My Top Cooking Tips

As a Professional Chef of 20 years, I am constantly asked for my best cooking tips and hacks, and I want to share just a few of them with you today. This email could be really long, as I am sure I have a couple hundred, but for now I will share my top 10!

Here are my top cooking tips

1. Never put cold meat on a hot surface. Let the meat sit at room temperature for 20-30 minutes before cooking. Need to warm it up FAST? Put it in a ziploc baggie and place it under warm running water.

2. Never use a fork to turn your meat. This will pierce your meat and let the juices out. Use tongs or 2 spoons. Also, move the meat as little as possible while cooking to ensure even heat distribution.

3. Always let your cooked meats rest a minimum of 5 minutes before cutting into them. 10 minutes is even better. This lets the juices redistribute, and juice = flavor.

4. When cutting any onion or shallot, chew on mint gum or suck on strong mints. I find that the stronger the mint flavor, i.e. peppermint, the more effective it is.

5. Always use a very sharp knife. The duller a knife, the more that you will have to “saw” at the food, which greatly increases the likelihood of an accident.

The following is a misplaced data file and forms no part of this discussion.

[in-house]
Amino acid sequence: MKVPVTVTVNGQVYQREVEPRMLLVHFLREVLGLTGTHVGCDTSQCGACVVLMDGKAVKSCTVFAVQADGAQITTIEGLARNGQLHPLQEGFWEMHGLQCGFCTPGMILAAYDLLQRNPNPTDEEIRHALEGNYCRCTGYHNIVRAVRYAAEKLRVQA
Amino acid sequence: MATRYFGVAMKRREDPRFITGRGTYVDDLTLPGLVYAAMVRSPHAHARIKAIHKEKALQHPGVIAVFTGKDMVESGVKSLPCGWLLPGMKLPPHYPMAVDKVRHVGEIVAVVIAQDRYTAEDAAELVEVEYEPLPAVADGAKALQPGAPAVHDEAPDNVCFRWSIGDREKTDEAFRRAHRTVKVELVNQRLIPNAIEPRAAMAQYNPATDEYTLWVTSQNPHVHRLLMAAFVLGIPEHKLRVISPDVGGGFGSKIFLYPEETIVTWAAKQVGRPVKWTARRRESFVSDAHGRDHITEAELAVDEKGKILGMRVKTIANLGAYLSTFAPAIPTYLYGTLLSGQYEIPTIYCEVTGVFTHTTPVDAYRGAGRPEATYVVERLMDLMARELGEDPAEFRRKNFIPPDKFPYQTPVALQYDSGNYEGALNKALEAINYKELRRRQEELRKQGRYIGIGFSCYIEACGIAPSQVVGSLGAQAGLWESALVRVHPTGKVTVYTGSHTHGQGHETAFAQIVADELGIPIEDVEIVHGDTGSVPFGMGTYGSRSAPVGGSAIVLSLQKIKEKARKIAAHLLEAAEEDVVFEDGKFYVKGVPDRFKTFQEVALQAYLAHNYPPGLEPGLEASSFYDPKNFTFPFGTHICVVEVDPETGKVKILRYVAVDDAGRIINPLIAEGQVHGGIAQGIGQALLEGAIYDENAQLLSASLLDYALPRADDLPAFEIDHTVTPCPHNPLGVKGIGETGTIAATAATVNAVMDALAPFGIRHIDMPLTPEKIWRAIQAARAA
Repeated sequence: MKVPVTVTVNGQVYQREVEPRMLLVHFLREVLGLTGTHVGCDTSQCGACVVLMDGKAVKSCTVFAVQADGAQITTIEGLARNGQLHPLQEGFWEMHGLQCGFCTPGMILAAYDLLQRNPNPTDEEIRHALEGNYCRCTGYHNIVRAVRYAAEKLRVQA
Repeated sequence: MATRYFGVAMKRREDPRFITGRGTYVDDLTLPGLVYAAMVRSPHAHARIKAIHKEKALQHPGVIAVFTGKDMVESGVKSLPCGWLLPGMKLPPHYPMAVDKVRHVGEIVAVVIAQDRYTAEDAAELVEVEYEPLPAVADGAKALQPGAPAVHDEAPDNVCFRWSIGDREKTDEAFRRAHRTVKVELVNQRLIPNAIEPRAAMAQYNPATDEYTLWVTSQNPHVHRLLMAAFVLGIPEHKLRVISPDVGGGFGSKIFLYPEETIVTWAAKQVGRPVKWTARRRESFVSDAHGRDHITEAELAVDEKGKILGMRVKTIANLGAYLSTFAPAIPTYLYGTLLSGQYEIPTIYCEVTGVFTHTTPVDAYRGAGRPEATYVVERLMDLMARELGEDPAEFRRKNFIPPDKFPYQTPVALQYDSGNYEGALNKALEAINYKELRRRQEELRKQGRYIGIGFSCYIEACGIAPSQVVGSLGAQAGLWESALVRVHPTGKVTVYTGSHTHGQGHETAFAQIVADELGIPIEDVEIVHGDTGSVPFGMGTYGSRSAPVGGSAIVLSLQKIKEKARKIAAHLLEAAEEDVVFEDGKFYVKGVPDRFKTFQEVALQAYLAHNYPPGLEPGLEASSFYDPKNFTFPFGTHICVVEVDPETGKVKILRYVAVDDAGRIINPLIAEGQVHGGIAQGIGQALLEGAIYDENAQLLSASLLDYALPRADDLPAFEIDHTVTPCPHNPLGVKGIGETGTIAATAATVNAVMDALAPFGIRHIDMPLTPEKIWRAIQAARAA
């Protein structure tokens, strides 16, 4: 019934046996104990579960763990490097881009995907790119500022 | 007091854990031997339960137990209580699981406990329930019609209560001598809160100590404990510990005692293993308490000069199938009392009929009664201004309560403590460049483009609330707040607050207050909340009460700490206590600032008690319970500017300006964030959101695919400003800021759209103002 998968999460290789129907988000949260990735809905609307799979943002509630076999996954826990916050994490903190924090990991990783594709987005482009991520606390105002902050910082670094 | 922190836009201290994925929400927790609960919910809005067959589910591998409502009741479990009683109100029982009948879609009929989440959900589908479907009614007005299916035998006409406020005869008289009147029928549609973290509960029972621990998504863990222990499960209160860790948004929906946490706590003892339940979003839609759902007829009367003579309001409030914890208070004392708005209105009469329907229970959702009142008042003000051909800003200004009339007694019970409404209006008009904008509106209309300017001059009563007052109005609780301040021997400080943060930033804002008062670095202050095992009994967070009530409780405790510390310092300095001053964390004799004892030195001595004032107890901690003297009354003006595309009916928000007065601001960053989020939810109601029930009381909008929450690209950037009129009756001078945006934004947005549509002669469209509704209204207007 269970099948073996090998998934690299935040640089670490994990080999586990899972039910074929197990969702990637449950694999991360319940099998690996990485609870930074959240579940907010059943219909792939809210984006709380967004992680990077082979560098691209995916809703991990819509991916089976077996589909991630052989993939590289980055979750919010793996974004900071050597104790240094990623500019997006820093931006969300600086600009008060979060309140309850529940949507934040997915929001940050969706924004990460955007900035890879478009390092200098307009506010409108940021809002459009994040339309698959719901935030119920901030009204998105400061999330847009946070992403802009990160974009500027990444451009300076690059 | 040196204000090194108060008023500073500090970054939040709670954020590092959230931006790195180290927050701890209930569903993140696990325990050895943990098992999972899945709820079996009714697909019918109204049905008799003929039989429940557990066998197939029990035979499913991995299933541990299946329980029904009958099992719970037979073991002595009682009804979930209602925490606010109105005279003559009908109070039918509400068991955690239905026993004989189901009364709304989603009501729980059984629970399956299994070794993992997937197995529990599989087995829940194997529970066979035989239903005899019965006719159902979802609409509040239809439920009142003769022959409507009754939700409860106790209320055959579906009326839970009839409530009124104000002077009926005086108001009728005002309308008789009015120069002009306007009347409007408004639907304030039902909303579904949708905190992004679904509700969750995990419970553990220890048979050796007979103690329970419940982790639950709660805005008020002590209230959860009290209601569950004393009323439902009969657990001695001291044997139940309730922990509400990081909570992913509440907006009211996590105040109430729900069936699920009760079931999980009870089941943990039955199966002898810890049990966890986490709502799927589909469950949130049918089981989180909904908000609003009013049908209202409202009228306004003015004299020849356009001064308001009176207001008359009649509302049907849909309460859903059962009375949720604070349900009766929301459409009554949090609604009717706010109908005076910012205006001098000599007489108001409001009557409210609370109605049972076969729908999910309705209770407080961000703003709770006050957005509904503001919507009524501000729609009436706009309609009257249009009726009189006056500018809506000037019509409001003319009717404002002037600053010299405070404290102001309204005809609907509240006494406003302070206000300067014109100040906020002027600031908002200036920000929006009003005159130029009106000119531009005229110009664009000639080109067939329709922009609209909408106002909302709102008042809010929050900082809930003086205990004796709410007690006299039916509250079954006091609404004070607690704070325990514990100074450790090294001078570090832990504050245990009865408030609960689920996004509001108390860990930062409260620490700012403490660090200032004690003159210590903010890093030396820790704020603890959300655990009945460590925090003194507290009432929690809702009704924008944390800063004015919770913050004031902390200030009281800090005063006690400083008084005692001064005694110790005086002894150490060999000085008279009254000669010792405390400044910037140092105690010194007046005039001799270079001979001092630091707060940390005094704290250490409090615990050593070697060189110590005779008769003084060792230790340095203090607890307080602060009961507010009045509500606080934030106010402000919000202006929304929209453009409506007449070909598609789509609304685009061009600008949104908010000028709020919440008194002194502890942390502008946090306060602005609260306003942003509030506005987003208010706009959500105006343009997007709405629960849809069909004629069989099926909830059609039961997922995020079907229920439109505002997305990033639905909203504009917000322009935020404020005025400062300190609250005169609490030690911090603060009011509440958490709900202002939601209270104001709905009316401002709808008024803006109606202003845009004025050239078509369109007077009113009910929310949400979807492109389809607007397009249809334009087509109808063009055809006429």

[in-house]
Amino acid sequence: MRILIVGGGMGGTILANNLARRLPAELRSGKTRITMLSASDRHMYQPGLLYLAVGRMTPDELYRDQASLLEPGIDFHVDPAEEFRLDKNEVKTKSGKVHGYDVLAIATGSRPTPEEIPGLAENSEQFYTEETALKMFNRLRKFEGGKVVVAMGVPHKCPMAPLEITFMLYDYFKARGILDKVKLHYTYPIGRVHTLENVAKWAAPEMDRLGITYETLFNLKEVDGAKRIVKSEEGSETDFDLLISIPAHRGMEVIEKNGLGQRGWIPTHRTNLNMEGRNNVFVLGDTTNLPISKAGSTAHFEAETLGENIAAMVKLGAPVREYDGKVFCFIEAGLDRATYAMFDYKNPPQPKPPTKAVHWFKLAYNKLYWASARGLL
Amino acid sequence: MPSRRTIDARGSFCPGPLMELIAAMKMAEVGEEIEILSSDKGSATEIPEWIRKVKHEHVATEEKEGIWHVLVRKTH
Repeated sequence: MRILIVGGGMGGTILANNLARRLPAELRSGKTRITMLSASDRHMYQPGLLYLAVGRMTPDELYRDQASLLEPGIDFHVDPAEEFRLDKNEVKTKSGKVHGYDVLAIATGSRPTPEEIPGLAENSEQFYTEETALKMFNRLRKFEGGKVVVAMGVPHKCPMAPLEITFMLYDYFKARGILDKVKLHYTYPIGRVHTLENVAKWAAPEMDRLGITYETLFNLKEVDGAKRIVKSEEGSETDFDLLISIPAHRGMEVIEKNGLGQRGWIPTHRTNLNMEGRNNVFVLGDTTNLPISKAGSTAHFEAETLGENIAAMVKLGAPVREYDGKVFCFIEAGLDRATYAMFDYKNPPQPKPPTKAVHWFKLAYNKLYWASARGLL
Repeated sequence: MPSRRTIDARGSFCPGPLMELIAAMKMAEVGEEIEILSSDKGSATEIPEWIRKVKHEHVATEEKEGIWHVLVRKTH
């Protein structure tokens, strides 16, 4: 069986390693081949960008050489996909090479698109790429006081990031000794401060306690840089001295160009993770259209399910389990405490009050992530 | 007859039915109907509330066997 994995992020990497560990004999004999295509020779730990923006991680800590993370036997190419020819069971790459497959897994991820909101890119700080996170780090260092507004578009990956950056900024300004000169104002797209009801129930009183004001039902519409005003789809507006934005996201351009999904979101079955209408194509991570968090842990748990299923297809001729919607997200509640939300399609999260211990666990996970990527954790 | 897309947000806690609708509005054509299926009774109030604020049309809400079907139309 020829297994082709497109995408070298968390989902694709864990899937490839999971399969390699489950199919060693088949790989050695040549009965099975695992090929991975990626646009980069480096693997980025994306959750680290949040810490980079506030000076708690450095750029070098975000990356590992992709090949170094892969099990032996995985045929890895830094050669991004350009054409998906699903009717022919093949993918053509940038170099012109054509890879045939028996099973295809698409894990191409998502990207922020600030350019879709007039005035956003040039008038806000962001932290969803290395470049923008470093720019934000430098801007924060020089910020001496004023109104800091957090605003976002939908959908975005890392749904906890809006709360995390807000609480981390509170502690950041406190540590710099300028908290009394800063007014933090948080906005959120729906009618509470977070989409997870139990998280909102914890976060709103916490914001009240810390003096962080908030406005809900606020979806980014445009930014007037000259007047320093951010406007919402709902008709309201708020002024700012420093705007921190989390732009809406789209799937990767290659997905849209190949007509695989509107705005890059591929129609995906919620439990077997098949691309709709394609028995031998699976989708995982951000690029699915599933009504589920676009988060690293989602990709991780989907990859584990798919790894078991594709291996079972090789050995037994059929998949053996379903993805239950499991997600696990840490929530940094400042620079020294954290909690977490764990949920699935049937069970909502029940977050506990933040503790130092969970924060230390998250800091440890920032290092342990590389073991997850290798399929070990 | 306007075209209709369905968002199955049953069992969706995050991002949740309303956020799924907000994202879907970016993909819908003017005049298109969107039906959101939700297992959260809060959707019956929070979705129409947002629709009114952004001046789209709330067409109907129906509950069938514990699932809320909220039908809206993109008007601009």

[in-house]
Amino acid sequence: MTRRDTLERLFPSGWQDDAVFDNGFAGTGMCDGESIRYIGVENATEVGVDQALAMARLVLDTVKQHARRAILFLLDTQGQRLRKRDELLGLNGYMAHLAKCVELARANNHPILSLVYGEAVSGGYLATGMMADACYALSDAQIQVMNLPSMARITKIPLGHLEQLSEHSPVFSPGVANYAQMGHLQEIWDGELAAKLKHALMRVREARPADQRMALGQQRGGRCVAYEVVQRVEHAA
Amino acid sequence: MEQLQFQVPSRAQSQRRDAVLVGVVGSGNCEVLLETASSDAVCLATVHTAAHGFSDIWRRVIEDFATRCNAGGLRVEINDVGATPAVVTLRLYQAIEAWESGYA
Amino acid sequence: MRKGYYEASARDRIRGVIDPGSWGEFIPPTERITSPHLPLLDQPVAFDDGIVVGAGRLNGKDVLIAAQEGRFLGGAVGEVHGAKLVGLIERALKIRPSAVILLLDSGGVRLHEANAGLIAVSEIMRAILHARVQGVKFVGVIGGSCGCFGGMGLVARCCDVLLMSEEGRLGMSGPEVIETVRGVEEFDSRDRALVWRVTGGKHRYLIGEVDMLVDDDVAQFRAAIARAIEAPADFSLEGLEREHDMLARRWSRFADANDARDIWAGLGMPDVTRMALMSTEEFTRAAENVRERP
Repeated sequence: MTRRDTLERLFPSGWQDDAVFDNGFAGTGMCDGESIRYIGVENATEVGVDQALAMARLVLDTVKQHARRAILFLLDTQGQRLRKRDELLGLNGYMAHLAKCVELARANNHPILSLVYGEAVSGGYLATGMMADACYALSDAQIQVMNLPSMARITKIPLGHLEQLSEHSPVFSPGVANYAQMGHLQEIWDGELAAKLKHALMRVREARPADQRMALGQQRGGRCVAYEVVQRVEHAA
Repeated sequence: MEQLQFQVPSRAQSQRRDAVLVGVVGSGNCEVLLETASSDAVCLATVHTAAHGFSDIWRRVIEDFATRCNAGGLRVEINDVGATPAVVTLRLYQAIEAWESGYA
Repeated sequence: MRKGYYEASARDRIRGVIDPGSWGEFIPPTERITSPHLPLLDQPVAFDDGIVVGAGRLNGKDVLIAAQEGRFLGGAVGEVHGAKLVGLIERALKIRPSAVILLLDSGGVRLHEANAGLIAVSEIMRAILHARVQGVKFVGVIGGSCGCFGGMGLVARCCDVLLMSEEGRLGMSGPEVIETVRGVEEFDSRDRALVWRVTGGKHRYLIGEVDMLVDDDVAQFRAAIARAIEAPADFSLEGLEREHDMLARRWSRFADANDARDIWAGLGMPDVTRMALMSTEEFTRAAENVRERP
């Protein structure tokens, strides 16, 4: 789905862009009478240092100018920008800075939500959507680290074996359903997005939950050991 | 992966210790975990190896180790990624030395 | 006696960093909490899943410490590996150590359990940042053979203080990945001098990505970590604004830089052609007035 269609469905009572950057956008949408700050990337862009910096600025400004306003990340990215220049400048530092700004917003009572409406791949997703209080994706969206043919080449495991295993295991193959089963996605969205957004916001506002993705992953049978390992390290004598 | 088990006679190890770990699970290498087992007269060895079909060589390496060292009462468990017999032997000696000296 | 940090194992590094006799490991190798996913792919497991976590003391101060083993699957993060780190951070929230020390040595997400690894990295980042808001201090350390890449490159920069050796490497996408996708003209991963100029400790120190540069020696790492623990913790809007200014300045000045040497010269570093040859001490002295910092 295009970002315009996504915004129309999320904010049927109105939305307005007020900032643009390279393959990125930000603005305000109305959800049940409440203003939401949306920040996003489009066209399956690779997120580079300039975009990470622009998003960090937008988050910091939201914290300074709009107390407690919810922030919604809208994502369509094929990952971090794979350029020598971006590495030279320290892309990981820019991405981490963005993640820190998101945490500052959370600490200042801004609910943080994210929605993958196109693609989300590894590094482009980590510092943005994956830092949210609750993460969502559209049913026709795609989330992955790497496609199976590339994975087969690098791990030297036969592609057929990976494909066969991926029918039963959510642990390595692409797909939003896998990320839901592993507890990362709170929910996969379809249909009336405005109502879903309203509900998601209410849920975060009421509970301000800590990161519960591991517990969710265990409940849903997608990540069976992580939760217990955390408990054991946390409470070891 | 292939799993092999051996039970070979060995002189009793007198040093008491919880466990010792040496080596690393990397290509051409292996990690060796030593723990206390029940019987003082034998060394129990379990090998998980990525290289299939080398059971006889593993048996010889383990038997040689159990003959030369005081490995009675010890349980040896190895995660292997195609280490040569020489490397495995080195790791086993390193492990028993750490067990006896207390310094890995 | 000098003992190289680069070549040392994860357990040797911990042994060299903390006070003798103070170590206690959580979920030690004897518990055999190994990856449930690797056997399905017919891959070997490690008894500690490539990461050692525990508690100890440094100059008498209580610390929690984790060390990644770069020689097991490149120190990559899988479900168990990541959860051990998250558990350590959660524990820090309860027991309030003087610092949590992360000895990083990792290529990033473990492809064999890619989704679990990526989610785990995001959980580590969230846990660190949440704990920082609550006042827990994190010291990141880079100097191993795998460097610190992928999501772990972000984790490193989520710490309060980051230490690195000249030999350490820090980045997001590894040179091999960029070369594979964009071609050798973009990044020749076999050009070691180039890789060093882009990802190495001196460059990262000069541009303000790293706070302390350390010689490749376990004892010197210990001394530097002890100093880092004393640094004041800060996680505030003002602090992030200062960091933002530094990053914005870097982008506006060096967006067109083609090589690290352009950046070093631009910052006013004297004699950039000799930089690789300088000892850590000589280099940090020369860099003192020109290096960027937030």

6. Invest in a good, electric, knife sharpener. Sharpen your most used knives at least once a week. Remember, sharper=safer.

7. Have a wide variety of knives. Different types, and sizes, for different jobs. I always recommend 2 different lengths of chef knives. 2 different lengths of serrated knives, a boning knife, and 2 good paring knives.

8. Salt is absolutely necessary is some recipes, as it draws out the moisture in foods. In baking it is often used as a leavening agent. Before you go ditching the salt, make sure it’s not necessary to the recipe!

9. Hold your hand like a claw when cutting, and make sure that your fingertips are curled underneath your knuckles. Your knife should run directly across your knuckles, minimizing the chance of cutting your fingers.

10. Use wet measuring cups for wet ingredients, and dry measuring cups for dry ingredients. This is especially important in baking, as it is an exact science, and using the incorrect measuring cup, and alerting the ingredients by even the tiniest amount, can render your creation a total flop. Confused about which is dry and which is wet?? The wet measuring cups are the glass pyrex ones with a spout. The dry ones are the measuring spoons that nest together.

 

I hope you find these tips helpful, and I can’t wait to hear how you use them!

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